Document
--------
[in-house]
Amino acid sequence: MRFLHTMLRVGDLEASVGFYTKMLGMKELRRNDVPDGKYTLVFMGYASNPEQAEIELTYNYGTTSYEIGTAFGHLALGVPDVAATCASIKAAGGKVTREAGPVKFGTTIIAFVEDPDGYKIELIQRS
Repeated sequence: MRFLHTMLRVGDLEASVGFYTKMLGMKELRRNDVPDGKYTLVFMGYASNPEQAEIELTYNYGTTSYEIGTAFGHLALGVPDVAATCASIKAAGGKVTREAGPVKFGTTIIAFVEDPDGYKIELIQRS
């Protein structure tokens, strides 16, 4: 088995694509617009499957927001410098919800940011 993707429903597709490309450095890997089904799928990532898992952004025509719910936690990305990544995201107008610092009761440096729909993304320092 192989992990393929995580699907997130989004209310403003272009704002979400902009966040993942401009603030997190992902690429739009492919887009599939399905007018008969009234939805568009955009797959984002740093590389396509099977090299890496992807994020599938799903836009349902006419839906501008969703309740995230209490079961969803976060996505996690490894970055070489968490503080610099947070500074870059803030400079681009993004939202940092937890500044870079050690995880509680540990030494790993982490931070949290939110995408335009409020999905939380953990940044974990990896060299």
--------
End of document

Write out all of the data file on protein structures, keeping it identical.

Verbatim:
[in-house]
Amino acid sequence: MRFLHTMLRVGDLEASVGFYTKMLGMKELRRNDVPDGKYTLVFMGYASNPEQAEIELTYNYGTTSYEIGTAFGHLALGVPDVAATCASIKAAGGKVTREAGPVKFGTTIIAFVEDPDGYKIELIQRS
Repeated sequence: MRFLHTMLRVGDLEASVGFYTKMLGMKELRRNDVPDGKYTLVFMGYASNPEQAEIELTYNYGTTSYEIGTAFGHLALGVPDVAATCASIKAAGGKVTREAGPVKFGTTIIAFVEDPDGYKIELIQRS
């Protein structure tokens, strides 16, 4: 088995694509617009499957927001410098919800940011 993707429903597709490309450095890997089904799928990532898992952004025509719910936690990305990544995201107008610092009761440096729909993304320092 192989992990393929995580699907997130989004209310403003272009704002979400902009966040993942401009603030997190992902690429739009492919887009599939399905007018008969009234939805568009955009797959984002740093590389396509099977090299890496992807994020599938799903836009349902006419839906501008969703309740995230209490079961969803976060996505996690490894970055070489968490503080610099947070500074870059803030400079681009993004939202940092937890500044870079050690995880509680540990030494790993982490931070949290939110995408335009409020999905939380953990940044974990990896060299």